Chicken train, runnin' all day....



two horses, one lab/spaniel, one husky/blue heeler, one terrorist yellow cat, and 6 real live chickens....

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Chicken train, runnin' all day....



two horses, one lab/spaniel, one husky/blue heeler, one terrorist yellow cat, and 6 real live chickens....

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post #8 of 9

Heated Dog Water bowls are perfect for this. They seem to be on sale this time of year, so shop now to save some money. Last week, Jeffers had them for $17 (normally $20). Worth every cent, even at $20. I elevate them to "back level" with cinder blocks or wood. Plug them in with the cord lifted high (to keep the electric out of any spills). This way I can scrub them with a brush and lift and dump into a bucket before refilling.

 

The thing I don't like about nipple drinkers is that I can't see, at a glance, that there is water available. If the nipple freezes or runs dry, the birds could die if you don't notice in time. With the heated bowls, a glance will tell if they are dry or dirty.

 

Other good places to look for the heated bowls is Amazon, Walmart.com and TSC. I have about 20 in service all winter and keep several spares in case one stops working (you will only know if the water is frozen, but check the electric first, before assuming the heater is broken).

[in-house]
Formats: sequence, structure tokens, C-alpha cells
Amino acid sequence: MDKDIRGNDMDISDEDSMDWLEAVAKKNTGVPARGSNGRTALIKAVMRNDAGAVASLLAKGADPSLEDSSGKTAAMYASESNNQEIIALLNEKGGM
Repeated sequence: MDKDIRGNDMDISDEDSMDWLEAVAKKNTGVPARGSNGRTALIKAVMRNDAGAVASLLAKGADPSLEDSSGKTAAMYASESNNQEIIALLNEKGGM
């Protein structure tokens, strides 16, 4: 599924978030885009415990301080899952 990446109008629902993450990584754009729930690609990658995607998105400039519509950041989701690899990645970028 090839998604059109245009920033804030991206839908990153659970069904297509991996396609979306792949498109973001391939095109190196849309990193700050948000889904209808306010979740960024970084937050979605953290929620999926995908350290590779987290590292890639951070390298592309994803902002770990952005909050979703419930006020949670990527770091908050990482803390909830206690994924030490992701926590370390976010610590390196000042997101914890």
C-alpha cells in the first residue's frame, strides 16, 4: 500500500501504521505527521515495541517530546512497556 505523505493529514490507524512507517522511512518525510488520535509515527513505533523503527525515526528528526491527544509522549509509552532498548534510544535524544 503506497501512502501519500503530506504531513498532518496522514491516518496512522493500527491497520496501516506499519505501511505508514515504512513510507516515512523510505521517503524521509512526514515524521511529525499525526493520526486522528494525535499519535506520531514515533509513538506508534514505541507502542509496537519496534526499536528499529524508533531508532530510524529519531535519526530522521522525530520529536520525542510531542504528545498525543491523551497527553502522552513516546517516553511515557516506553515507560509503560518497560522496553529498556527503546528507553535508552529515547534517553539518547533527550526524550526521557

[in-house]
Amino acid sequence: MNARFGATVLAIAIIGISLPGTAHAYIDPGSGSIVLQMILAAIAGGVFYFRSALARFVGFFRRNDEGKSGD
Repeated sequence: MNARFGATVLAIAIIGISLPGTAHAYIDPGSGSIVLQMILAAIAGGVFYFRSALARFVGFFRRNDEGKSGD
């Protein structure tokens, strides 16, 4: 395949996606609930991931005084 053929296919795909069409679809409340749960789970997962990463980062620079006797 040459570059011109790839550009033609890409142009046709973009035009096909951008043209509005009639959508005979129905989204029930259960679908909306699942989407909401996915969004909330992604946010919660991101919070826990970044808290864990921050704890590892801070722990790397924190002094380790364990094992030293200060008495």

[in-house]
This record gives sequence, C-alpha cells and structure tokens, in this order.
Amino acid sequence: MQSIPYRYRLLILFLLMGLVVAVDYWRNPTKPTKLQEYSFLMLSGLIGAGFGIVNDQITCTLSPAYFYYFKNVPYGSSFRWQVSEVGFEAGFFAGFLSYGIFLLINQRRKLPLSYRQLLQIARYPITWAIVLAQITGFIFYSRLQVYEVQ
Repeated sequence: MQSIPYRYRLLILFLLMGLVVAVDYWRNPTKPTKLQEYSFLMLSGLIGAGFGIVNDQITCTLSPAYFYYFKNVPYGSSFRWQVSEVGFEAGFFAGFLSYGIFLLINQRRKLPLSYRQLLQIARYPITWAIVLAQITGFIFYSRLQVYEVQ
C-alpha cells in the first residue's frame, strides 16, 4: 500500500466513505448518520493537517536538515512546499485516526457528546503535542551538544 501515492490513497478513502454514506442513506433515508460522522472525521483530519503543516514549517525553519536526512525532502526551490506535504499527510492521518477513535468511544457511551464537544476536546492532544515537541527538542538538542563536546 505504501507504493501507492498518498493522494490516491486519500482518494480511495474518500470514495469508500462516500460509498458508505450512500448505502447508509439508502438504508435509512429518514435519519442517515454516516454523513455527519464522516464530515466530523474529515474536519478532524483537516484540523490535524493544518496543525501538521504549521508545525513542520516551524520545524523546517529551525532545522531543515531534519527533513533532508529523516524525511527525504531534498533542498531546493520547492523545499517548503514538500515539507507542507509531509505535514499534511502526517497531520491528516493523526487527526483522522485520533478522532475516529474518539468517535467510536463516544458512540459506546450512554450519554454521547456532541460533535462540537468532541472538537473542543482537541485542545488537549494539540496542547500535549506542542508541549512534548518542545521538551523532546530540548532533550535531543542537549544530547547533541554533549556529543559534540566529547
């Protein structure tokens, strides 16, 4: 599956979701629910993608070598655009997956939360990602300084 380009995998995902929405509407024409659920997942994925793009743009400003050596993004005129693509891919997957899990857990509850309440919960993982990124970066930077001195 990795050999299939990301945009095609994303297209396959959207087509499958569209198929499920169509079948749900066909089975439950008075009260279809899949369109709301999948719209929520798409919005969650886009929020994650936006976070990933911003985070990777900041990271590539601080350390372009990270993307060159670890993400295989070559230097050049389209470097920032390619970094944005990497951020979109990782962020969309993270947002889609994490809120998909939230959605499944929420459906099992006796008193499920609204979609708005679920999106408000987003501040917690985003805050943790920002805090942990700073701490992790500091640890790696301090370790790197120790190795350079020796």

Raising lots of fun poultry: Cream Legbars, Welbars, Bielefelders, California Greys, and 6 colors / sizes of Ameraucanas

Also Turkeys, Guineas and Peafowl

 

I have eggs and chicks available for sale from some of these breeds, details at my website

How to make a hoop tractor

Incubator Recommendations

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Raising lots of fun poultry: Cream Legbars, Welbars, Bielefelders, California Greys, and 6 colors / sizes of Ameraucanas

Also Turkeys, Guineas and Peafowl

 

I have eggs and chicks available for sale from some of these breeds, details at my website

How to make a hoop tractor

Incubator Recommendations

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post #9 of 9
Quote:
Originally Posted by ChickenMammX4 View Post

We keep our water in the run. During the cold weather months we set a galvanized waterer on a electric warmer.


This is what we used too...it worked great. (In WV) before we hooked that up... I merely changed out waterers. This worked fine during the day under the covered run until it got so cold, I would have needed to change waterers every few hours. Then I hooked up the metal warmer and waterer. smile.png I also had water only in the run, chickens don't eat or drink at night, and I had zero frost bite on any of them. And though it was a mild winter for us there were some frigid times.